Think of your shopping habits compared with 10 years ago.
Are they any different today? Chances are they are. And in what way?
The most striking difference will most likely be in your loyalty (or otherwise) to particular retailers or brands. Because back then, the global financial crisis was just about to hit us and smartphones were in their infancy.
What we didn't realise is that these two things would revolutionise not just our shopping behaviour but our attitude to brands.
Whereas before we would behave in a manner more reflecting our parents - those born in the baby boomer years (and before) who gathered 'stuff' - in a manner which bemuses current day millennials.
The Consumer Comes Of Age
That global financial crisis not only dented our already fragile confidence in bankers, it fundamentally shifted our belief systems. No more were we slaves to whatever was pushed in our direction.
And then the consumer finally came of age - and with that smartphone in our pockets, we had the means by which to exercise our new found consumer confidence. We flexed our muscles and exerted our influence on retail brands; long since bloated on the idea that they could simply stack their shelves and we would come calling.
"The financial crisis gave us the incentive, that smartphone in our pockets provided us with the tool and social media the platform by which we
could finally exert pressure on retailers"
When Trust Is Eroded
After years of observing, with quiet admiration, I recently made my first purchase from a certain High Street fashion retailer who would like us to believe that it has a Japanese heritage.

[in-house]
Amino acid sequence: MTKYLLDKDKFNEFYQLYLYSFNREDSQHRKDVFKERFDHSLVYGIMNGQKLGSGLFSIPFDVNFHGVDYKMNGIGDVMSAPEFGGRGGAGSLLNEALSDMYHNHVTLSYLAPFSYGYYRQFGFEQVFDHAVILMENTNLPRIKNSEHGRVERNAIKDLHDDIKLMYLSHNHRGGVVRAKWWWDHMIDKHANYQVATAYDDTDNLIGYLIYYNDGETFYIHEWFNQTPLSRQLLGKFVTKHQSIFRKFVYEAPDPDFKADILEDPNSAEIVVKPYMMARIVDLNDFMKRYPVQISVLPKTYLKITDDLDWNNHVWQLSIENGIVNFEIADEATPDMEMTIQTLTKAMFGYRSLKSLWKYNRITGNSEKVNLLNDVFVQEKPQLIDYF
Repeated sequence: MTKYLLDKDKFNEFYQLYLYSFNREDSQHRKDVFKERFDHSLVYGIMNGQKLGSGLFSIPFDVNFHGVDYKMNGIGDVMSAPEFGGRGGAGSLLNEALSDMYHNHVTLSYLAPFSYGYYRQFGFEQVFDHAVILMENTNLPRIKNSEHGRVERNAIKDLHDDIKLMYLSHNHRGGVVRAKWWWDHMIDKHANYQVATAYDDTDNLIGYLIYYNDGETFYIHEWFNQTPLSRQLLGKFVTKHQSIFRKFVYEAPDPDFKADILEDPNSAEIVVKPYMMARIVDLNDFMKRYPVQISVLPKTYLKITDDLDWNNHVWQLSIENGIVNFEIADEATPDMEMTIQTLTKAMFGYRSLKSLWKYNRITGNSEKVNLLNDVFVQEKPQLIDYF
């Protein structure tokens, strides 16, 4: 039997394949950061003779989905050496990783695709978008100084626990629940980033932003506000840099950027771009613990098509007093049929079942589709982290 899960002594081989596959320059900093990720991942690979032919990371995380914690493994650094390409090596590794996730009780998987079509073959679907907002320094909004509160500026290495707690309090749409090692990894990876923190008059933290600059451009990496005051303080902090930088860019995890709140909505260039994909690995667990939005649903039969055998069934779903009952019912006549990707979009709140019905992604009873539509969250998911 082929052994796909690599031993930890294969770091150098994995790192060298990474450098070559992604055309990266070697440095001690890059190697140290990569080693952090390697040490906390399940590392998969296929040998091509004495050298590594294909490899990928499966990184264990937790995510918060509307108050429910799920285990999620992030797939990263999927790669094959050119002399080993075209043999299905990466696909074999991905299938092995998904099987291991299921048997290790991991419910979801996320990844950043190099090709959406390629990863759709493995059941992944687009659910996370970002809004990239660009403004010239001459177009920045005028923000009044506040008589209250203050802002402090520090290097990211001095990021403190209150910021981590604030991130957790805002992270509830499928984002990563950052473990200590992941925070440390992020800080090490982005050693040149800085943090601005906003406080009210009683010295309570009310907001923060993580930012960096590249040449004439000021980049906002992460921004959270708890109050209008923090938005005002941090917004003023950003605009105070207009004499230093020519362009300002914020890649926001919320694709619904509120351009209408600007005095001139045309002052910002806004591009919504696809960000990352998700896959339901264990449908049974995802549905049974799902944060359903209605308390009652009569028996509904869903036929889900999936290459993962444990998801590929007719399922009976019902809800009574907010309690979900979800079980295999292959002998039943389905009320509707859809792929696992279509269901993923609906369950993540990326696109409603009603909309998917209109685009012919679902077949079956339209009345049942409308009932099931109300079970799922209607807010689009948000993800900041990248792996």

I was in need of a new winter jacket and was very satisfied to find the one I wanted.
But after only two weeks of use, the zip completely gave out. £85 worth of jacket pretty much binned.
Both emotionally and psychologically I was ready to commit my (albeit limited) loyalty to this brand. And yet now I feel let down, almost betrayed that this commitment has in some way been for nothing.
This is likely to be my last experience with this particular brand; the unwritten consumer - retailer trust agreement has been broken. Tolerance and patience are virtues not commonly associated with consumers these days.
Rationally, I can understand that these things happen. But emotionally, it is a different story.
The relationship between consumer and retailer today is more tenuous and fragile than ever. Loyalty is a thing of the past.
In this example, it was the product which let the brand down; different brand different scenario it could just as easily be customer service which caused that breakdown in trust.
Today we are far less tolerant, less forgiving and certainly less patient with retailers and brands than ever before.
And one thing is clear; give customers a reason to follow your brand and they'll do so willingly. Give them a reason to dislike it and they'll drop you like a ton of bricks.
Andrew Busby is Founder & CEO of Retail Reflections, a globally recognised retail influencer and an IBM Futurist.